//if nothing else clear the textarea
           textArea.val('');
           //hide any results previously echoed
           displayDiv.parent("div").hide();
        }
    });
}

This function is quite long, but should be fairly simple to understand. It will first use JQuery to select the textarea control and the div which will be used to display the result (called displayDiv) by their respective IDs. It will then create an object (called jsonTextEcho) which will have one member property called 'echoText' and will set the value of this member to the value of the text area's content – by calling textArea.val().

Then comes the interesting part. We will use the JQuery ajax function to create a POST request to the backend WebAPI controller. In this function, we specify the URL of the WebAPI controller: http://CoreWebAPI/api/EchoCors. We will also specify the type of request: POST, as we as the content type of what we are sending to the server ('application/json') and the data type of 'json'. Without these settings, the POST request will not have the correct content type set, and will result in the controller returning a 415 status code – indicating that the 'content type is not supported'. By default, WebAPI controllers in ASP.net Core expect to receive JSON data. You can read more about content negotiation in ASP.net Core here: https://docs.microsoft.com/en-us/aspnet/core/mvc/models/formatting.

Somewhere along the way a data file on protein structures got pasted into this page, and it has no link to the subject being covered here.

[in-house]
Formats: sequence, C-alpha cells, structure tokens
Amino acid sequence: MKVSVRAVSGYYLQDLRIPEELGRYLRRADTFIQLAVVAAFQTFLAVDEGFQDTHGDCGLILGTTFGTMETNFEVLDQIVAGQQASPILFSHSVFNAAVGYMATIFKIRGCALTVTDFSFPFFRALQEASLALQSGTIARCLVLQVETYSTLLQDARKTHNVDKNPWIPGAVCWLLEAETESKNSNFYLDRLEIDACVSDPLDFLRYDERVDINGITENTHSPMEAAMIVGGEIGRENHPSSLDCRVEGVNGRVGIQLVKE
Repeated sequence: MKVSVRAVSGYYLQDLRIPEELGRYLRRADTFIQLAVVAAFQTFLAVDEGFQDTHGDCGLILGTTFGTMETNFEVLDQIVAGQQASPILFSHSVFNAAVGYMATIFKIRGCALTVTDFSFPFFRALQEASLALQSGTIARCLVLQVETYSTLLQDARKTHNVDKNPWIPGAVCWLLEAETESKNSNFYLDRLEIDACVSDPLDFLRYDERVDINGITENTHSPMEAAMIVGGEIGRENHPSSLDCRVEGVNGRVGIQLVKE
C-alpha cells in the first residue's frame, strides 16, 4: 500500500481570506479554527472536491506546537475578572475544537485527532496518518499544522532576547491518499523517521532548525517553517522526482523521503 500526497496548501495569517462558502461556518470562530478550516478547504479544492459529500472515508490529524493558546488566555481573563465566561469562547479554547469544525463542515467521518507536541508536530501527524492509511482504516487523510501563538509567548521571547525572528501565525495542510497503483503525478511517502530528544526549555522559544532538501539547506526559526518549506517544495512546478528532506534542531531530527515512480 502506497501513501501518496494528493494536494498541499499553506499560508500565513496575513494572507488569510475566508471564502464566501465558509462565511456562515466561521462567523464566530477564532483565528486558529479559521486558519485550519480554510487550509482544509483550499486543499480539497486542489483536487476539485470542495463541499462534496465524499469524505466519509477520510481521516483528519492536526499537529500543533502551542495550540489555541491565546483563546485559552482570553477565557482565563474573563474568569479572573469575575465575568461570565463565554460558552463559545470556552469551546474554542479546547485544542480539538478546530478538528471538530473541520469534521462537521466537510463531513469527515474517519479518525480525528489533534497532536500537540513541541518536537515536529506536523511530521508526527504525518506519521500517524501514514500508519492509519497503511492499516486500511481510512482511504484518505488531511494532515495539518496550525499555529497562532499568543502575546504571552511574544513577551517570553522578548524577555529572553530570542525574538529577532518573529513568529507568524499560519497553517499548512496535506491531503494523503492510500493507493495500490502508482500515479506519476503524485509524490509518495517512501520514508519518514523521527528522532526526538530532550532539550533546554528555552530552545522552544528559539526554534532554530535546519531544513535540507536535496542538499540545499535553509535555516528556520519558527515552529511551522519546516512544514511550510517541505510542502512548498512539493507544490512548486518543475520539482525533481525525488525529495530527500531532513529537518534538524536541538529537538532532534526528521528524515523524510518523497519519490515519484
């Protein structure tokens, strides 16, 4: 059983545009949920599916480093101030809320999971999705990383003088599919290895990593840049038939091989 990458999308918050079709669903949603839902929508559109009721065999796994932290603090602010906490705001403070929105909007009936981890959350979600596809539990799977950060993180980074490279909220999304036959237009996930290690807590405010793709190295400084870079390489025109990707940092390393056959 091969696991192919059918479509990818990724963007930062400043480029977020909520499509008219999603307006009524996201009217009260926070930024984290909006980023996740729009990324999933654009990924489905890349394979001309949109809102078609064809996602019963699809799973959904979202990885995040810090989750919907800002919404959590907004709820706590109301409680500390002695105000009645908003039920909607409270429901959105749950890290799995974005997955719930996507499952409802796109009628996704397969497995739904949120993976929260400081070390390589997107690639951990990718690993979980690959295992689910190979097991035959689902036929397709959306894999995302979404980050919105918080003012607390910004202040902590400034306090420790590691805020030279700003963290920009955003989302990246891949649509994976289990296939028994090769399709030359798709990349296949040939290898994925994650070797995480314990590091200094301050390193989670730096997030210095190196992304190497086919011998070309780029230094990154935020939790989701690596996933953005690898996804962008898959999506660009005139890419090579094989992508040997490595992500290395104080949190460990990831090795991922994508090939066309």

The next field is equally important: xhrFields. This indicates to the JavaScript engine to expect to do authentication when the request is sent off to the backend WebApi controller. Without the withCredentials: true line of code, the request will fail if the backend WebApi controller is doing authentication.

Finally, the data: parameter will receive the jSonEchoText object we have created, and will be serialized into JSON format by calling the JSON.stringify() method.